Studying the effects of coffee on the brain has gained quite a bit of momentum in the scientific community in the past year or so, with new research papers being published finding links between coffee consumption and more efficient brain activity. Some have even found that coffee could be altering how our brains run for the better.

Continuing this trend, researchers from the Universities of Strasbourg and Lille, both in France, have found that caffeine may have “long-lasting changes in the brain” and how it operates.

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Published in the Journal of Clinical Investigation, the researchers came to their findings by feeding caffeine-infused water to lab mice over the course of a two-week period of time. When the team extracted the mice’s hippocampus—the “brain region crucial for learning and memory, per Nature—they found that the ones given caffeine had “changes in gene activity in many types of brain cell.” In particular, researchers found that there was a decrease in protein synthesis involved in metabolism and an increase in “neuronal signaling and plasticity” synthesis. In layperson terms, it means that the neural networks in the brain were growing and reorganizing, which allows one to learn new things and enhance cognitive ability, among other benefits.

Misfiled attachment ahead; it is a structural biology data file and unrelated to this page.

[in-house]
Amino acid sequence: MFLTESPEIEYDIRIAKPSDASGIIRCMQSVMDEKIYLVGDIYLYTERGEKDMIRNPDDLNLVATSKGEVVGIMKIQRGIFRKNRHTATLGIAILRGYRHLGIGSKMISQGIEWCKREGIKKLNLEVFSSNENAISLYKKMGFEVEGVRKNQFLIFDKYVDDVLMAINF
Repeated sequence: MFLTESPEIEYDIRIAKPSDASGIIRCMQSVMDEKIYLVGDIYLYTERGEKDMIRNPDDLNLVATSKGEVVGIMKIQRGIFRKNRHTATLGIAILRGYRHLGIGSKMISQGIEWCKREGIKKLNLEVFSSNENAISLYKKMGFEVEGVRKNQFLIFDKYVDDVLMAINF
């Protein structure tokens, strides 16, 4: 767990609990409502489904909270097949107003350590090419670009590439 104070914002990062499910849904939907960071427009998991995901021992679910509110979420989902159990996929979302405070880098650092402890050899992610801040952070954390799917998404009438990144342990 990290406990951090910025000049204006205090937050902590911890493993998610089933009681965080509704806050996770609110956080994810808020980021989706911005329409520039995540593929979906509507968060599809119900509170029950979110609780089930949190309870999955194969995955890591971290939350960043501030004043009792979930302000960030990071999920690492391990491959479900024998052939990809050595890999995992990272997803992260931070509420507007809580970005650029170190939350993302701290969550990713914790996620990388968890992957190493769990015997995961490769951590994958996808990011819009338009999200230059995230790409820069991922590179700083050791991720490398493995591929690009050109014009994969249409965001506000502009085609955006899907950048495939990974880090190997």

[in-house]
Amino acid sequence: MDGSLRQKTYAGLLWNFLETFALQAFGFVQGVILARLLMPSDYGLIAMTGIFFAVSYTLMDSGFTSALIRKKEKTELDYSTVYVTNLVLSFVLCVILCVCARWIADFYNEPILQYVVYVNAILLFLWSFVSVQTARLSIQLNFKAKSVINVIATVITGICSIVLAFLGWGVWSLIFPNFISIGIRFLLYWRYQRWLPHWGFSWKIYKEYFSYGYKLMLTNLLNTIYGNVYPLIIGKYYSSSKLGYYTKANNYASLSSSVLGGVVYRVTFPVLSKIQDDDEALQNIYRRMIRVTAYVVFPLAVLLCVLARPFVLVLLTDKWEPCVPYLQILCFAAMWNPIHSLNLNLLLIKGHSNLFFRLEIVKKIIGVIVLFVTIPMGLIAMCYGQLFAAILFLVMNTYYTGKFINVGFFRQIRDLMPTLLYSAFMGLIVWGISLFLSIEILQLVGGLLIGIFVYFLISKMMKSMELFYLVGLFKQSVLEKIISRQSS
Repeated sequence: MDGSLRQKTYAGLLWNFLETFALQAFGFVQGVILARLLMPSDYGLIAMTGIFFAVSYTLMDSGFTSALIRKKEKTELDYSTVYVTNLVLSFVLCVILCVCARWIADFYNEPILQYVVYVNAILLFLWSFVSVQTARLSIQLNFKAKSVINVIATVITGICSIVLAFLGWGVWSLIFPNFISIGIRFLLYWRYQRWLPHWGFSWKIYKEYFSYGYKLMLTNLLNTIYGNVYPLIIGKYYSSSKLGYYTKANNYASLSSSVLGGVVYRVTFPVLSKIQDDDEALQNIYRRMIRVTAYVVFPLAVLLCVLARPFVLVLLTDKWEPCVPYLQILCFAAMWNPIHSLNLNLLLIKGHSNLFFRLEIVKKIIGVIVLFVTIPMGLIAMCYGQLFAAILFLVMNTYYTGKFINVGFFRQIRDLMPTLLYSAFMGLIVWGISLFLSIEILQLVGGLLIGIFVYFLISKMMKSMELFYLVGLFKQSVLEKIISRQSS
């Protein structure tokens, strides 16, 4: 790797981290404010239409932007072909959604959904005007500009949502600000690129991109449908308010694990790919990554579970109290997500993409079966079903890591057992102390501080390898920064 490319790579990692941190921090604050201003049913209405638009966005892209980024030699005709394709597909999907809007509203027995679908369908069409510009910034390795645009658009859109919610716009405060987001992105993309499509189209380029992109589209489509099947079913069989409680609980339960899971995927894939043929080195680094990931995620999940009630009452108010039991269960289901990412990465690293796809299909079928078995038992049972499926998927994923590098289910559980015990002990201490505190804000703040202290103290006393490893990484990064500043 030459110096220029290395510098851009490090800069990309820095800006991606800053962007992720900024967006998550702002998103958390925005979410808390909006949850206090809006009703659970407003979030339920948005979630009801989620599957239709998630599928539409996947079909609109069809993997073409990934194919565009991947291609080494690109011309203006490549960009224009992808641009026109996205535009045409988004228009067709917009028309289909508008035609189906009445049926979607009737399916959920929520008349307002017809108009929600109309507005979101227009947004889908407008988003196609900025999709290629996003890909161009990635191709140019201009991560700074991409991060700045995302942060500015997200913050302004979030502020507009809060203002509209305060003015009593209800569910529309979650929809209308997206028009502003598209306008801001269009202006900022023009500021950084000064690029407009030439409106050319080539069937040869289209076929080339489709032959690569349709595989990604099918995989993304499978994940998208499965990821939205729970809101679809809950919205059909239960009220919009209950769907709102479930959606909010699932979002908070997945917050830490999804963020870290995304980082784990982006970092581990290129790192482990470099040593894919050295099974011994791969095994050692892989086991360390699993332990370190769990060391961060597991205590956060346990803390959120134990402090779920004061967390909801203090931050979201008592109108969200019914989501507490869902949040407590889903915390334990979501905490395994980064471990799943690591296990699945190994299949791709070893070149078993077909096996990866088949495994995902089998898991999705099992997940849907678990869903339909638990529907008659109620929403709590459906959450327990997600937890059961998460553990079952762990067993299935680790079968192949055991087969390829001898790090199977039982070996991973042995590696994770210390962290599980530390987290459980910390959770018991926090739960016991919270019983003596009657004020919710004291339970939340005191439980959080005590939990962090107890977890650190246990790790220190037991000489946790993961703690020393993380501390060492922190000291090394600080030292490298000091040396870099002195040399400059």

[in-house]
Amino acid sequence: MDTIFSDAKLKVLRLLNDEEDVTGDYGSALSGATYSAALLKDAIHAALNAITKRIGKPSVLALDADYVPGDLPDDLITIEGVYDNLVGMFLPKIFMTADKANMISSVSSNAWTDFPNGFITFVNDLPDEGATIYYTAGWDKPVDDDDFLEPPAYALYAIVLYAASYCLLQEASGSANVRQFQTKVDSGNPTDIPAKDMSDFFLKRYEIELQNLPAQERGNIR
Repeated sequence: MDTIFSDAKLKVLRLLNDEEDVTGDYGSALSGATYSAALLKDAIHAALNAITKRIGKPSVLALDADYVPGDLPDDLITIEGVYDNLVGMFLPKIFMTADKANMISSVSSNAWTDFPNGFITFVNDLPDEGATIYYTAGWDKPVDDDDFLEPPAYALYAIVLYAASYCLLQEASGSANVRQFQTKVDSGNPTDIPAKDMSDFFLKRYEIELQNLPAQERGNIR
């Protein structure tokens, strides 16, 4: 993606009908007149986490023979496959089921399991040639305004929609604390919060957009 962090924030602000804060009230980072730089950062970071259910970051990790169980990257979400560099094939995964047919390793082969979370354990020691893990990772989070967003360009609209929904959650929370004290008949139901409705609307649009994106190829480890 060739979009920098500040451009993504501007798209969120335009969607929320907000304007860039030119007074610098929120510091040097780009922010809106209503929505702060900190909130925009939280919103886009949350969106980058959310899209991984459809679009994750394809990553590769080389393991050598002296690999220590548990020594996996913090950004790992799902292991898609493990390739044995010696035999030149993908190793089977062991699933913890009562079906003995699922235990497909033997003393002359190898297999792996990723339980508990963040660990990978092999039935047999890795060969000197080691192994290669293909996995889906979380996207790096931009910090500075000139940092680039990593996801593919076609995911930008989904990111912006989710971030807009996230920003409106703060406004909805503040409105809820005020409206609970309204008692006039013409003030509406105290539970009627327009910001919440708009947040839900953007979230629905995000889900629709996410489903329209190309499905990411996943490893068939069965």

Researchers found that the neural benefits of caffeine didn’t stop when consumption did, but persisted in some mice even after they “had been denied caffeine” for a two-week period.

Further, the study’s authors noted that the caffeinated mice saw a boost in gene activity involved with the processes of memory formation after a learning task than their non-caffeinated counterparts. These findings, according to the researchers, point to caffeine’s causing long-term alterations to brain function.

Unlike past studies, this latest work sets out to establish more than just an observational link between caffeine and brain functionality by examining prior studies through a new lens, but instead looks to find a causal connection. And while there is still more work that needs to be done in order to conclusively establish some sort of causality, it’s an exciting step forward in our understanding of the relationship between coffee and the brain and is Reason #985 for Why I’ll Never Stop Drinking Coffee (But I Wasn’t Going To Anyway Just Now Science Says It’s Cool).

Zac Cadwalader is the managing editor at Sprudge Media Network and a staff writer based in Dallas. Read more Zac Cadwalader on Sprudge.